LORD  BYRON  and  his  TIMES
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William Godwin: his Friends and Contemporaries
Ch. II. 1800
John Arnot to William Godwin, 18 May 1800

Contents Vol. I
Ch. I. 1756-1785
Ch. II. 1785-1788
Ch. III. 1788-1792
Ch. IV. 1793
Ch. V. 1783-1794
Ch. VI. 1794-1796
Ch. VII. 1759-1791
Ch. VII. 1791-1796
Ch. IX. 1797
Ch. X. 1797
Ch. XI. 1798
Ch. XII. 1799
Ch. XIII. 1800
Contents Vol. II
Ch. I. 1800
Ch. II. 1800
Ch. III. 1800
Ch. IV. 1801-1803
Ch. V. 1802-1803
Ch. VI. 1804-1806
Ch. VII. 1806-1811
Ch. VIII. 1811-1814
Ch. IX. 1812-1819
Ch. X. 1819-1824
Ch. XI. 1824-1832
Ch. XII. 1832-1836
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Produced by CATH
[Presburg], “Sunday, 18 May 1800.

Dear Sir,—I write from Presburg. I have sent my manuscripts, &c., to the care of my sister, and have told her to deliver them unopened to you. . . .

“Upon recollection, I am much pleased with your last letter in which you say you feel yourself identified in some measure with me. Our acquaintance was but short, yet I feel as if our souls were nearly allied. But our situations are very different. You live in retirement. Although in the neighbourhood of a great city, you may be said to be widely removed from the influence of those violent passions which agitate in so extraordinary a degree the present generation. But I am tossed to and fro in a tempestuous world. I have hourly to encounter the passions and prejudices of men, and to suppress my own passions, naturally strong, on occasions eminently calculated to rouse them to the utmost. Wherever I have turned my steps I have met with obstacles; in almost every man I have found an opposer; disease, poverty, and persecution have united to afflict me. If, in such circumstances as these, you have supposed that I was at all times to preserve the same collected coolness which I might be able to do in maturer age, and in the quiet of retirement, you have expected from me what is probably more than will ever be performed by man. It is perhaps enough that I can recover myself, and collect my powers for new efforts; and that I never lose sight of the main object, but continue to pursue it with steadiness while it is possible to be pursued. . . .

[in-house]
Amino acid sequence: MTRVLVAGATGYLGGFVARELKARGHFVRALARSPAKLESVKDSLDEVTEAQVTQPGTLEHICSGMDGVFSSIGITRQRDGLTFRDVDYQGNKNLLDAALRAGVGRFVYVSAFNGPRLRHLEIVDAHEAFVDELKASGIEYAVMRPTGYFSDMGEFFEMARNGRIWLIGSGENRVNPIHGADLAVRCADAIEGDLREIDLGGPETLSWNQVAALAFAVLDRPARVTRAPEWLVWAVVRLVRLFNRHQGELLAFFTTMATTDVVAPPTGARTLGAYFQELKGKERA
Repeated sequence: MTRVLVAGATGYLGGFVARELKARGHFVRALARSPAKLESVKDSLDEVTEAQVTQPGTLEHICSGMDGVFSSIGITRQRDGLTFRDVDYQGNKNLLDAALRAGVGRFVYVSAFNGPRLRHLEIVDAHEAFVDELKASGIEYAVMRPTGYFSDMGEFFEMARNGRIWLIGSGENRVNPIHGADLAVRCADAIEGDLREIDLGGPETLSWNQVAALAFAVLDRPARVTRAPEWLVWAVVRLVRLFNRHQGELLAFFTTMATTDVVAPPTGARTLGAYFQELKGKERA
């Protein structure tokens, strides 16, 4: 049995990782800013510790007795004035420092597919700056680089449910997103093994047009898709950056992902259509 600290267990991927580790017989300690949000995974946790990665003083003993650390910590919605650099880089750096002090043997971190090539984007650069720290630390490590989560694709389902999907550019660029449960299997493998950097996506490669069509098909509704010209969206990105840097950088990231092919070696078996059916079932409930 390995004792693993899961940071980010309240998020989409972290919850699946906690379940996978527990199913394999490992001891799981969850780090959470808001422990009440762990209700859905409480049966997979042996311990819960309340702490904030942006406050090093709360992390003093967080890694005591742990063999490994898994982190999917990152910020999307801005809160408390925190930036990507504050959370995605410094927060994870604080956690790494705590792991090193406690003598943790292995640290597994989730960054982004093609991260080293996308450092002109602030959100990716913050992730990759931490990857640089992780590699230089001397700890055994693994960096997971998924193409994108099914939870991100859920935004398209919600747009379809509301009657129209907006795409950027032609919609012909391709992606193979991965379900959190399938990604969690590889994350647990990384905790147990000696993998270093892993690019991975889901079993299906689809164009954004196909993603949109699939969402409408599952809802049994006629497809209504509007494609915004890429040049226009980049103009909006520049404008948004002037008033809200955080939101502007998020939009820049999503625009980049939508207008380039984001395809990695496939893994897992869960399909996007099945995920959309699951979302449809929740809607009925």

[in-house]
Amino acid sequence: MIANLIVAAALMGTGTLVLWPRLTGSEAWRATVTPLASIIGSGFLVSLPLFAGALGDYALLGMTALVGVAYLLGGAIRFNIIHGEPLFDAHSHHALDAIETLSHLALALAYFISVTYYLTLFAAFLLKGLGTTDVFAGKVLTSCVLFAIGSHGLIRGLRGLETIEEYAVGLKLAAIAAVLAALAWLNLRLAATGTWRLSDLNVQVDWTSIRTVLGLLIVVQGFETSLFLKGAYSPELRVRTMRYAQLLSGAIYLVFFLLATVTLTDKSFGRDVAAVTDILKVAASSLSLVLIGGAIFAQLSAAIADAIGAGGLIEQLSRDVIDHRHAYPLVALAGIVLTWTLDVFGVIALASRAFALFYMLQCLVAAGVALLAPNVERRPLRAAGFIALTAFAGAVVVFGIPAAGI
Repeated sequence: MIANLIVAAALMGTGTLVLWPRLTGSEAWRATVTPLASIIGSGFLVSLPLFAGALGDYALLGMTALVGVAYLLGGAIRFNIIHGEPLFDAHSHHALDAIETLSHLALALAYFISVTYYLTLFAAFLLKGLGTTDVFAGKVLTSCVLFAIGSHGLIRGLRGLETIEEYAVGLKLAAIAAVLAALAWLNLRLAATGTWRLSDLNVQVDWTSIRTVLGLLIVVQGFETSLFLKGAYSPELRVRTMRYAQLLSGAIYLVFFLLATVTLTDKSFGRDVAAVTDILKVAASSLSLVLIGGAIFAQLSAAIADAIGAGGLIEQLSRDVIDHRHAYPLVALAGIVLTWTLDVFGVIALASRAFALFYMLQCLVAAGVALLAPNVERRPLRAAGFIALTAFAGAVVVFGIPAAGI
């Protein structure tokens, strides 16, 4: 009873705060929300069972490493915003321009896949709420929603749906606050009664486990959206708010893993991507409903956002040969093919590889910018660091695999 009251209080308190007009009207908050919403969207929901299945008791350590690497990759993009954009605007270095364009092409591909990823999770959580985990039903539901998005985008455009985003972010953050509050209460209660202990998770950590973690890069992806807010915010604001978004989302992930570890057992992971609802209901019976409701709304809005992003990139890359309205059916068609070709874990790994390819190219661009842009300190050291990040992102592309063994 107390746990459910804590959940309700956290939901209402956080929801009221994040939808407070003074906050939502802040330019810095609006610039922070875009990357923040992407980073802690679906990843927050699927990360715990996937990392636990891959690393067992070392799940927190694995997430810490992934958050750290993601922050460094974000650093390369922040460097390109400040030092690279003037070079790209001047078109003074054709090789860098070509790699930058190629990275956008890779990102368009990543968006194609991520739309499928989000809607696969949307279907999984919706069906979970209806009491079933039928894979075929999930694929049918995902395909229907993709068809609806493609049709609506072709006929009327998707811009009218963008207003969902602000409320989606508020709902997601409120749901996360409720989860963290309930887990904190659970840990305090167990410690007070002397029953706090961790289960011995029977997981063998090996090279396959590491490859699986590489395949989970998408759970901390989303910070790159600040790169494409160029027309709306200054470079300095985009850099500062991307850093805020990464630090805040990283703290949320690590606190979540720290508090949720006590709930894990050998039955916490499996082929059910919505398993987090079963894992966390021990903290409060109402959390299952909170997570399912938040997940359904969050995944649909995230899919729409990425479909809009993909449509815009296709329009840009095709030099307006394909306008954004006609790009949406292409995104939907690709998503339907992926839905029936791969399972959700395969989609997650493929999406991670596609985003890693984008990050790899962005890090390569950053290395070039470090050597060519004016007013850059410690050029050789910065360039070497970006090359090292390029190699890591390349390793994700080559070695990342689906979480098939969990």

“I am going to Pesth, Fünfkirchen, Semlin, Temeswar, Hermanstadt. I shall thence turn towards the north. I will visit Deehczin, Cashan, and Eperin, and cross the Carpathians into Poland. I have gotten an invitation from a Polish prince to visit him at his country seat, from whence, by the way of Cracow, we are to return together to Vienna.

“I shall write again from Pesth.

John Arnot.”